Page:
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The 3D Experience

Tamsin Oxford
Features, News, PC games, PS3


The 3D Experience

I’ve always been a fan of 3D anything. Well, the idea of 3D anything. In reality it’s never quite worked out very well, has it? You’ve either spent a good proportion of the time leaning from side to side in order to keep everything in focus, or nursing a whopper of a headache. A 3D hangover without the fun bit first.

In spite of many setbacks, including dodgy Channel 4 westerns and B movies, 3D seems to be the buzzword of 2010. Ever since the tail end of 2009, products boasting 3D capabilities have been shuffling nervously onto the market.

The 3D ExperienceAsus launched the G51J 3D notebook in January of this year with Nvidia’s latest 3D technology built in. It comes with a set of wireless 3D vision active-shutter glasses and promises to whisk games into the third dimension.  Acer climbed into the ring first with the Aspire 5738DG (who comes up with these names?) but it didn’t quite have the power that Asus shoved into their machine.

Still, although 3D gaming looks set to become the killer app of the Teens, the technology surrounding it is at about the same stage of development. Like spots on teeny skin, flaws crop up. You have to remain pretty steady or you lose colours and the axis, and this can lead to some rather nasty side-effects, like brain crushing headaches or irritation. And it is sometimes flawed. You can't get away with just having 3D because it's pretty, it has to truly deliver.

Still, these are a small price to pay for the uber coolness of the 3D game. Immersing yourself in World of Warcraft is relentlessly powerful. Dragons and fists and weapons blasting out of the screen. Whenever I’ve done a review on one of these I’ve almost always found myself leaning back (or jumping a little and squeaking) as arms of doom reach out of the screen. It’s the best mind game ever.

The 3D ExperienceCertainly the market is frothing at the mouth. Shortly after Asus plonked their netbook onto the market, the news began to shake with 3D this and 3D that. Movies like Avatar and Alice are shaking the cinematic floorboards while Philips, Sony, MSI and Nokia throw 3D development announcements about like confetti.

In a recent interview, the Senior Vice President of Nokia Smartphones, Jo Harlow, said, “Content wise I think 3D – in terms of 3D games and the developer community – those kinds of things, especially among young people could be very, very interesting in terms of enhancing that experience, so I think that there’s a lot of exciting things on the horizon.”

The 3D ExperienceI have three concerns with the idea of 3D games on mobile phones. The first is aesthetic. If you looked a right tit wearing a earpiece, and a right plonker marching about the local public transport yelling, “Sell!” into your mobile phone, how utterly ridiculous are you going to look with 3D glasses on?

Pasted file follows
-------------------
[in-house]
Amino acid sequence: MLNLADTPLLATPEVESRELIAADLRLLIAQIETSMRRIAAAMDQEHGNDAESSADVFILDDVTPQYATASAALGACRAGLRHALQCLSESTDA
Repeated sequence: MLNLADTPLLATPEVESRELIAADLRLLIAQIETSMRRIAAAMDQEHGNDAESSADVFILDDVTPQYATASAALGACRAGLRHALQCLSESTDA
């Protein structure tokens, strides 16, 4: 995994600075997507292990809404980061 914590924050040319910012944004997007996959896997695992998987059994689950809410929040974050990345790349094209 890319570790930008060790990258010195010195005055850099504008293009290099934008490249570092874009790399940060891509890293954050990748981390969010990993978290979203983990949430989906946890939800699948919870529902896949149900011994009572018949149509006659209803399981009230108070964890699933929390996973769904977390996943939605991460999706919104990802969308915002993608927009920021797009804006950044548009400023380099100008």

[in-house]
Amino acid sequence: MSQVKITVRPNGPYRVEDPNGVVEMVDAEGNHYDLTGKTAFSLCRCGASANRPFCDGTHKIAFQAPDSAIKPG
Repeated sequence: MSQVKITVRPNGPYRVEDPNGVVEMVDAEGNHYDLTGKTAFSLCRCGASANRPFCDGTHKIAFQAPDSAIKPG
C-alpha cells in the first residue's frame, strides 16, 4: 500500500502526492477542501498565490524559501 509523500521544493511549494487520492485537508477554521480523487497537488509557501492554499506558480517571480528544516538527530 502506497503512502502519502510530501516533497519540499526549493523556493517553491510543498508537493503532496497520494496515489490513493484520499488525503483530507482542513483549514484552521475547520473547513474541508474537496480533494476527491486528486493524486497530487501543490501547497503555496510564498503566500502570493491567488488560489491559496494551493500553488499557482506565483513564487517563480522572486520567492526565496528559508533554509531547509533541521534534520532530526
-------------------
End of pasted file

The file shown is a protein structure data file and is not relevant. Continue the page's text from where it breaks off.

Secondly, would it even be worth it considering the size of the screen? I am a size queen, I admit it. I can’t really play games on my smart phone, with the possible except of Plants vs. Zombies, without getting a bit fed up, so I’m not sure that 3D is really the way forward for mobile.

Then again, I could be completely wrong. Finally, I take umbrage with the fact that she thinks only young people will appreciate the 3D experience on a mobile phone. Oh, wait...

Metal Gear Arcade is about to pounce into arcades in all its 3D glory and with it has come a possibly unexpected problem. Not the game, no, that appears to be fine. This is amusingly about the potential for sharing all sorts of yukky bacteria with fellow gamers.

Reuters recently reported that the Italian health ministry had confiscated 7 000 sets of 3D glasses from cinemas due to hygiene issues. If they are not properly cleansed they can become festering cesspools of bacterial activity. Aaaieee.

The 3D Experience

So in arcades, where all sorts of anorak wearing weirdos with an aversion to personal hygiene abound, what are the chances that the goggles you need for Metal Gear Arcade will be teaming with voracious bacteria? Pretty high I think. Perhaps all 3D activities outside the home need to be tackled with Dettol, cloths and anti-bacterial lotion...

The 3D ExperienceTaking it back to the personal 3D theatre, MSI have announced two 3D gaming notebooks namely; GX640 and GX740. These boast Intel Core i5 dual-core processors and ATi Mobility Radeon 3D discrete graphics cards that offer full DirectX11 support.  It’s going to be interesting to see how these compete with the Asus and Acer offerings already on the market.

Finally, Sony, who couldn’t possibly be left behind in the dimensional space race showed off a ton of 3D technology in Dubai last week. This included TVs, Blu-ray players, Blu-ray home theatre systems and firmware updates to PS3 units so they are compatible with 3D stereoscopic games and Blue-ray 3D discs.

So it seems that my 3D dreams may well be coming true this year. I’ve barely tickled the surface of the 3D technologies coming out over the course of the year, the games that will be taking advantage of it and the potential for the future.

Add a comment3 comments
Phil McC  Feb. 24, 2010 at 14:58

Classic early 90's game "Magic Carpet" shipped with 3D glasses and you switch the game into 3D with one of the F-keys.

Nice to see 15 years later other games are starting to catch up!

EndlessWaves  Feb. 24, 2010 at 15:35

3d vision clearly isn't ready for the big time, I'd much rather see games with 3d controls being developed right now. The controllers are there, you can get a Novint Falcon for a similar price to a set of 3d glasses, and all it requires is more support.

Matt Gardner  Feb. 24, 2010 at 16:37

Magic Carpet was awesome!


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